Sunday, November 22, 2009

Fabrics for Fur Trade Era shirts

Calico Trade Shirts on the Journey of Discovery with Lewis and Clark, a paper I wrote for the Costume Society of America required some fascinating primary document research. I spent many hours reading 1803 issues of a Philadelphia newspaper, Poulson's American Daily Advertiser.

The announcements of ships arriving from England, France, Germany and Asia were of special interest. Dates, times and locations were given for the auctions of the cargo. There was a wide variety of textiles offered:


Trunks of printed Calicos and printed Muslins
An elegant assortment of Fine chintz and Calicoes
Bales of Indian muslins
Bandanas and flag handkerchiefs
Dark and light Indian Calicoes
Clouded and striped Nankeens
Germantown prints
  Quality Canton cloth shirts

On a fine Wednesday afternoon, at the corner of 3rd and Main St, one trunk superfine chintz and one trunk Furniture chintz was up for auction. How I would loved to have been there!  On second thought, maybe that would give me a different number at my upcoming January birthday?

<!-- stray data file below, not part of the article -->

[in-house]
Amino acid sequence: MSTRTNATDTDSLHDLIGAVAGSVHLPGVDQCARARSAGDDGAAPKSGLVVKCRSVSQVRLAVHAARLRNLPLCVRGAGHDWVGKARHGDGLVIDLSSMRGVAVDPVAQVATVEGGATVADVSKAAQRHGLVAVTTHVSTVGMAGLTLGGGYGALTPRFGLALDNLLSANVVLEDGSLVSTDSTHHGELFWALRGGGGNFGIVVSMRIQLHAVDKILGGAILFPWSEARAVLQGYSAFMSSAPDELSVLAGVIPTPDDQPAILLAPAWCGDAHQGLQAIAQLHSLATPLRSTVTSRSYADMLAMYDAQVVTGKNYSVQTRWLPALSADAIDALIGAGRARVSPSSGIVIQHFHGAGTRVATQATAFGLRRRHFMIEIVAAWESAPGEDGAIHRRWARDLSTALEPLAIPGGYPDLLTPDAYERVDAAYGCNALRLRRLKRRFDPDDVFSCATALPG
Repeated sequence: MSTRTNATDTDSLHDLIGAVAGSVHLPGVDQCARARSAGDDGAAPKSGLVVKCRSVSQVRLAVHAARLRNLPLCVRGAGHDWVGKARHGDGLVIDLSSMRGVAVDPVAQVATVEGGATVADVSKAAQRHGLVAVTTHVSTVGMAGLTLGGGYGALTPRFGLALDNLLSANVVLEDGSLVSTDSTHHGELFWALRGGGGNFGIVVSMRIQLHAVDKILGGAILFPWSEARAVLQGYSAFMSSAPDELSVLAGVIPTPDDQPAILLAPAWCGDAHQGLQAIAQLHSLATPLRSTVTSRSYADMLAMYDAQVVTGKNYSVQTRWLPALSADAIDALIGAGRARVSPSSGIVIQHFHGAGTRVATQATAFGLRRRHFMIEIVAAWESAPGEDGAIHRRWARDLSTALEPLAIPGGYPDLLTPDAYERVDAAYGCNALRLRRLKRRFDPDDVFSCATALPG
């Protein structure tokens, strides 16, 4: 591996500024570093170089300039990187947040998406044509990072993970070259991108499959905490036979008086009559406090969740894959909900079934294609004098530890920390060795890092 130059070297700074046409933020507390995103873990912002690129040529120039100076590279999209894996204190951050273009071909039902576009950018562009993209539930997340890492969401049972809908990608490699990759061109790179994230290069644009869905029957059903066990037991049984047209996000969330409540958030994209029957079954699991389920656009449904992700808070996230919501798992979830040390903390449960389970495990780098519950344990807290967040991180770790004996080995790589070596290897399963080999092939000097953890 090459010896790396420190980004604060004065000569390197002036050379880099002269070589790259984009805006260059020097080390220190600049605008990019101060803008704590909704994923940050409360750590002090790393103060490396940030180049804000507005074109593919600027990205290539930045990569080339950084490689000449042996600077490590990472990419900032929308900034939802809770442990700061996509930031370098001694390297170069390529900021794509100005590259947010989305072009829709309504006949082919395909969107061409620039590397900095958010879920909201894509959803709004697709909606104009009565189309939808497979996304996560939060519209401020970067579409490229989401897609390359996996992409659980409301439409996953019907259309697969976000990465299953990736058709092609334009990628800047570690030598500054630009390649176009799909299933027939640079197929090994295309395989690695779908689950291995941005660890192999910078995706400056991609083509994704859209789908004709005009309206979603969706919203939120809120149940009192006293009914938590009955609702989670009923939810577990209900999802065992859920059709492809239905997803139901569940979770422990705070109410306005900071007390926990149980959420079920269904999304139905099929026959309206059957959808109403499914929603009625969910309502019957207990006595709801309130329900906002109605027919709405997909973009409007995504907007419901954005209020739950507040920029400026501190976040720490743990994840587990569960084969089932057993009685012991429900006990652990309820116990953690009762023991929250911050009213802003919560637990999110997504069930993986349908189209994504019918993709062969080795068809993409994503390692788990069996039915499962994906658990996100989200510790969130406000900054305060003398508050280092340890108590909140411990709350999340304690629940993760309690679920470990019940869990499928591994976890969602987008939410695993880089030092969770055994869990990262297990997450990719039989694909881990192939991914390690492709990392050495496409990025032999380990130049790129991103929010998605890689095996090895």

Trade shirt pattern (above image), is  # WID-1 from the Smoke & Fire Company. Fabrics recommended by the company are bright cotton cloth in florals, checked or stripes.

3 comments:

  1. Greetings Margo: A lovely informative post. I'm so thrilled to be awaiting a useful amount of the gaudy yellow which is going to also be used for costuming of coureur de bois at Fort Williams at the Lakehead here in Canada.
    I will be using some of it to do a broderie perse centrepiece for a medallion quilt and I just know some will find its way into making lavender sachet bags which I am offering for Christmas through my website.
    Am going to order a subscription to your new educational programme as this years gift for myself.
    Your website is so darned addictive!!
    Janet in Nova Scotia

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  2. Greeting Margo
    it's my first time to reed your Blog .
    It'very useful for baby quilter like me to start learning about fabric history .It's amazing
    Keep on doing this .
    Thapthim from Thailand

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  3. just linked this article on my facebook account. it’s a very interesting article for all.
    printed fabrics

    ReplyDelete